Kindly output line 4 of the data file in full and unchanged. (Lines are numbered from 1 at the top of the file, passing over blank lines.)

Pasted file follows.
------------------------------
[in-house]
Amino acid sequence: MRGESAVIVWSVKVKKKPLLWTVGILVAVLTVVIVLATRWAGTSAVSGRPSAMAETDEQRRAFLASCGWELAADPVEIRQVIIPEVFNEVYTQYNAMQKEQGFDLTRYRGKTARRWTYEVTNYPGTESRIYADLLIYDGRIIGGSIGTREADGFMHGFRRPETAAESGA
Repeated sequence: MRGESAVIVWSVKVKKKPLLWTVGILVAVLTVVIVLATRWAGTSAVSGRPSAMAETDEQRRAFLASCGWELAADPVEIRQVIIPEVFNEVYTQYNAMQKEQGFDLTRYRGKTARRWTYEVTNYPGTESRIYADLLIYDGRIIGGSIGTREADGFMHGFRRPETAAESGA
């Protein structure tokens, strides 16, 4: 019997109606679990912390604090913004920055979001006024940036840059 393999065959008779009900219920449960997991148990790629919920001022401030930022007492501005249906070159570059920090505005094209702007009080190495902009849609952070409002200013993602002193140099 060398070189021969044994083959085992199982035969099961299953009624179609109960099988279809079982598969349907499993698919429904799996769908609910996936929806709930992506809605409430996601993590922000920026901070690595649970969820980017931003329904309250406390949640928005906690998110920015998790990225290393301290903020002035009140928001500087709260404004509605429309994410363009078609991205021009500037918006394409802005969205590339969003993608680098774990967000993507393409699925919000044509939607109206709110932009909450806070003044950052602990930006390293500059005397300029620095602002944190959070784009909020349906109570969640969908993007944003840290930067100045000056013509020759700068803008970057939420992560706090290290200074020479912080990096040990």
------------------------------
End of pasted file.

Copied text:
């Protein structure tokens, strides 16, 4: 019997109606679990912390604090913004920055979001006024940036840059 393999065959008779009900219920449960997991148990790629919920001022401030930022007492501005249906070159570059920090505005094209702007009080190495902009849609952070409002200013993602002193140099 060398070189021969044994083959085992199982035969099961299953009624179609109960099988279809079982598969349907499993698919429904799996769908609910996936929806709930992506809605409430996601993590922000920026901070690595649970969820980017931003329904309250406390949640928005906690998110920015998790990225290393301290903020002035009140928001500087709260404004509605429309994410363009078609991205021009500037918006394409802005969205590339969003993608680098774990967000993507393409699925919000044509939607109206709110932009909450806070003044950052602990930006390293500059005397300029620095602002944190959070784009909020349906109570969640969908993007944003840290930067100045000056013509020759700068803008970057939420992560706090290290200074020479912080990096040990």